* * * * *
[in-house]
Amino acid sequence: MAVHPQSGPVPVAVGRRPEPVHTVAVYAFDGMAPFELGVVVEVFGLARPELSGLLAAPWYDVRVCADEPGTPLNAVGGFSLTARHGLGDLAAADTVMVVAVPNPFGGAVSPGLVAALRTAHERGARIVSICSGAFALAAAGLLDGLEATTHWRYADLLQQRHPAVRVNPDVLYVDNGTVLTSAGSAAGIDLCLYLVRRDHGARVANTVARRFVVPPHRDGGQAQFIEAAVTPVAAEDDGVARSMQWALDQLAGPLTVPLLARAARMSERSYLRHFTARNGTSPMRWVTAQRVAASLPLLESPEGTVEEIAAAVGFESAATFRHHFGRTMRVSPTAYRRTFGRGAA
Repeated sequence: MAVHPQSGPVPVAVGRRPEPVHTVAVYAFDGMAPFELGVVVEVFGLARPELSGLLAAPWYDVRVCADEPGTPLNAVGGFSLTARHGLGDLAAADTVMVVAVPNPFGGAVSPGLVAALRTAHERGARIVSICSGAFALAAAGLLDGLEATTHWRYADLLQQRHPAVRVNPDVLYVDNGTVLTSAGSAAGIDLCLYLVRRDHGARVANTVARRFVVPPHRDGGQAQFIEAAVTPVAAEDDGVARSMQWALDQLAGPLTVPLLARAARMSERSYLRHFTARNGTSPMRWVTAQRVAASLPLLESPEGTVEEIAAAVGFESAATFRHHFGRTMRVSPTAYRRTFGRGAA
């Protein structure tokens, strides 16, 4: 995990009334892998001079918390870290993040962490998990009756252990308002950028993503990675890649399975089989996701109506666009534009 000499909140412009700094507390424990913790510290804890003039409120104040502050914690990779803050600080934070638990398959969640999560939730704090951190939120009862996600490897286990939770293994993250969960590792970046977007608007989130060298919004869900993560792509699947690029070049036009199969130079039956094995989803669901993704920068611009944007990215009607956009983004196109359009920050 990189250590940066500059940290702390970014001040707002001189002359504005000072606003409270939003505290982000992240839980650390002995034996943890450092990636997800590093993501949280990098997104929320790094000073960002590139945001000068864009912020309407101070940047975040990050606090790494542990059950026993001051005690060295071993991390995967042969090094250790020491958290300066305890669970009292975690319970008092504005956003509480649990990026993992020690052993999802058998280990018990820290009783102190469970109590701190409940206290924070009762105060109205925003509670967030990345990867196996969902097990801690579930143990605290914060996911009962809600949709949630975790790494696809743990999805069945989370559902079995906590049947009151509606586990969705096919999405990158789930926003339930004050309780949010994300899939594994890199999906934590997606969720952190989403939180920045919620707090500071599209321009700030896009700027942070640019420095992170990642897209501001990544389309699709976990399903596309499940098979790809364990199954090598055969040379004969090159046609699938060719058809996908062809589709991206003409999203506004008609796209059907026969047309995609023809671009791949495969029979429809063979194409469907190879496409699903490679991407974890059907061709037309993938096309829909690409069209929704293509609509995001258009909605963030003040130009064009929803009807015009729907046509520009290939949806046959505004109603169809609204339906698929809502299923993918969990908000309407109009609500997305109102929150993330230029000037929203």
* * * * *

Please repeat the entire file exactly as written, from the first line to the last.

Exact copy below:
[in-house]
Amino acid sequence: MAVHPQSGPVPVAVGRRPEPVHTVAVYAFDGMAPFELGVVVEVFGLARPELSGLLAAPWYDVRVCADEPGTPLNAVGGFSLTARHGLGDLAAADTVMVVAVPNPFGGAVSPGLVAALRTAHERGARIVSICSGAFALAAAGLLDGLEATTHWRYADLLQQRHPAVRVNPDVLYVDNGTVLTSAGSAAGIDLCLYLVRRDHGARVANTVARRFVVPPHRDGGQAQFIEAAVTPVAAEDDGVARSMQWALDQLAGPLTVPLLARAARMSERSYLRHFTARNGTSPMRWVTAQRVAASLPLLESPEGTVEEIAAAVGFESAATFRHHFGRTMRVSPTAYRRTFGRGAA
Repeated sequence: MAVHPQSGPVPVAVGRRPEPVHTVAVYAFDGMAPFELGVVVEVFGLARPELSGLLAAPWYDVRVCADEPGTPLNAVGGFSLTARHGLGDLAAADTVMVVAVPNPFGGAVSPGLVAALRTAHERGARIVSICSGAFALAAAGLLDGLEATTHWRYADLLQQRHPAVRVNPDVLYVDNGTVLTSAGSAAGIDLCLYLVRRDHGARVANTVARRFVVPPHRDGGQAQFIEAAVTPVAAEDDGVARSMQWALDQLAGPLTVPLLARAARMSERSYLRHFTARNGTSPMRWVTAQRVAASLPLLESPEGTVEEIAAAVGFESAATFRHHFGRTMRVSPTAYRRTFGRGAA
């Protein structure tokens, strides 16, 4: 995990009334892998001079918390870290993040962490998990009756252990308002950028993503990675890649399975089989996701109506666009534009 000499909140412009700094507390424990913790510290804890003039409120104040502050914690990779803050600080934070638990398959969640999560939730704090951190939120009862996600490897286990939770293994993250969960590792970046977007608007989130060298919004869900993560792509699947690029070049036009199969130079039956094995989803669901993704920068611009944007990215009607956009983004196109359009920050 990189250590940066500059940290702390970014001040707002001189002359504005000072606003409270939003505290982000992240839980650390002995034996943890450092990636997800590093993501949280990098997104929320790094000073960002590139945001000068864009912020309407101070940047975040990050606090790494542990059950026993001051005690060295071993991390995967042969090094250790020491958290300066305890669970009292975690319970008092504005956003509480649990990026993992020690052993999802058998280990018990820290009783102190469970109590701190409940206290924070009762105060109205925003509670967030990345990867196996969902097990801690579930143990605290914060996911009962809600949709949630975790790494696809743990999805069945989370559902079995906590049947009151509606586990969705096919999405990158789930926003339930004050309780949010994300899939594994890199999906934590997606969720952190989403939180920045919620707090500071599209321009700030896009700027942070640019420095992170990642897209501001990544389309699709976990399903596309499940098979790809364990199954090598055969040379004969090159046609699938060719058809996908062809589709991206003409999203506004008609796209059907026969047309995609023809671009791949495969029979429809063979194409469907190879496409699903490679991407974890059907061709037309993938096309829909690409069209929704293509609509995001258009909605963030003040130009064009929803009807015009729907046509520009290939949806046959505004109603169809609204339906698929809502299923993918969990908000309407109009609500997305109102929150993330230029000037929203």